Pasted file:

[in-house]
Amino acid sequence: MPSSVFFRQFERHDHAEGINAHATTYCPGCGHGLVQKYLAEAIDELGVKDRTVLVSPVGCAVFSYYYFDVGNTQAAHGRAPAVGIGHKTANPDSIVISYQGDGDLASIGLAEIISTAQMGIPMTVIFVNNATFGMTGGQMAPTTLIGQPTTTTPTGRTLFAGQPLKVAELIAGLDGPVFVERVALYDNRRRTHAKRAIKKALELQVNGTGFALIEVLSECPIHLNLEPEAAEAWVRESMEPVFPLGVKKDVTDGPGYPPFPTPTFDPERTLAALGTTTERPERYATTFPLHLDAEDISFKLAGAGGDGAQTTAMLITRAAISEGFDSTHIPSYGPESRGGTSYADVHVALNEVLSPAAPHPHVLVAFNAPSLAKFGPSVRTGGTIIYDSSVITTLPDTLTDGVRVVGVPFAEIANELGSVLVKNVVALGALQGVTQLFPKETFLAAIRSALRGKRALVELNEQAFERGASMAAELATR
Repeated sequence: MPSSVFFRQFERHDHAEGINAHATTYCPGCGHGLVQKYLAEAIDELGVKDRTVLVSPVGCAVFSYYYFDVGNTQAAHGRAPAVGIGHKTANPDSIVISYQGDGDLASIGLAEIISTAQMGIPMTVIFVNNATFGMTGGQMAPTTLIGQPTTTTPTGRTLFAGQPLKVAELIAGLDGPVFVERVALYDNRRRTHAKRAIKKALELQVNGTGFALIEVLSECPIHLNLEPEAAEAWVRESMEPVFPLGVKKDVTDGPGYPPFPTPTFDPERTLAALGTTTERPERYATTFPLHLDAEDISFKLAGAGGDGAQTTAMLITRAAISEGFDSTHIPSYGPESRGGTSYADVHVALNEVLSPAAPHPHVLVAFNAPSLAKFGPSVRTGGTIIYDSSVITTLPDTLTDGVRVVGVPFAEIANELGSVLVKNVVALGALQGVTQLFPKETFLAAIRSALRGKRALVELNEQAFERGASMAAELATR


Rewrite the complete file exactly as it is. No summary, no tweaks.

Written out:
[in-house]
Amino acid sequence: MPSSVFFRQFERHDHAEGINAHATTYCPGCGHGLVQKYLAEAIDELGVKDRTVLVSPVGCAVFSYYYFDVGNTQAAHGRAPAVGIGHKTANPDSIVISYQGDGDLASIGLAEIISTAQMGIPMTVIFVNNATFGMTGGQMAPTTLIGQPTTTTPTGRTLFAGQPLKVAELIAGLDGPVFVERVALYDNRRRTHAKRAIKKALELQVNGTGFALIEVLSECPIHLNLEPEAAEAWVRESMEPVFPLGVKKDVTDGPGYPPFPTPTFDPERTLAALGTTTERPERYATTFPLHLDAEDISFKLAGAGGDGAQTTAMLITRAAISEGFDSTHIPSYGPESRGGTSYADVHVALNEVLSPAAPHPHVLVAFNAPSLAKFGPSVRTGGTIIYDSSVITTLPDTLTDGVRVVGVPFAEIANELGSVLVKNVVALGALQGVTQLFPKETFLAAIRSALRGKRALVELNEQAFERGASMAAELATR
Repeated sequence: MPSSVFFRQFERHDHAEGINAHATTYCPGCGHGLVQKYLAEAIDELGVKDRTVLVSPVGCAVFSYYYFDVGNTQAAHGRAPAVGIGHKTANPDSIVISYQGDGDLASIGLAEIISTAQMGIPMTVIFVNNATFGMTGGQMAPTTLIGQPTTTTPTGRTLFAGQPLKVAELIAGLDGPVFVERVALYDNRRRTHAKRAIKKALELQVNGTGFALIEVLSECPIHLNLEPEAAEAWVRESMEPVFPLGVKKDVTDGPGYPPFPTPTFDPERTLAALGTTTERPERYATTFPLHLDAEDISFKLAGAGGDGAQTTAMLITRAAISEGFDSTHIPSYGPESRGGTSYADVHVALNEVLSPAAPHPHVLVAFNAPSLAKFGPSVRTGGTIIYDSSVITTLPDTLTDGVRVVGVPFAEIANELGSVLVKNVVALGALQGVTQLFPKETFLAAIRSALRGKRALVELNEQAFERGASMAAELATR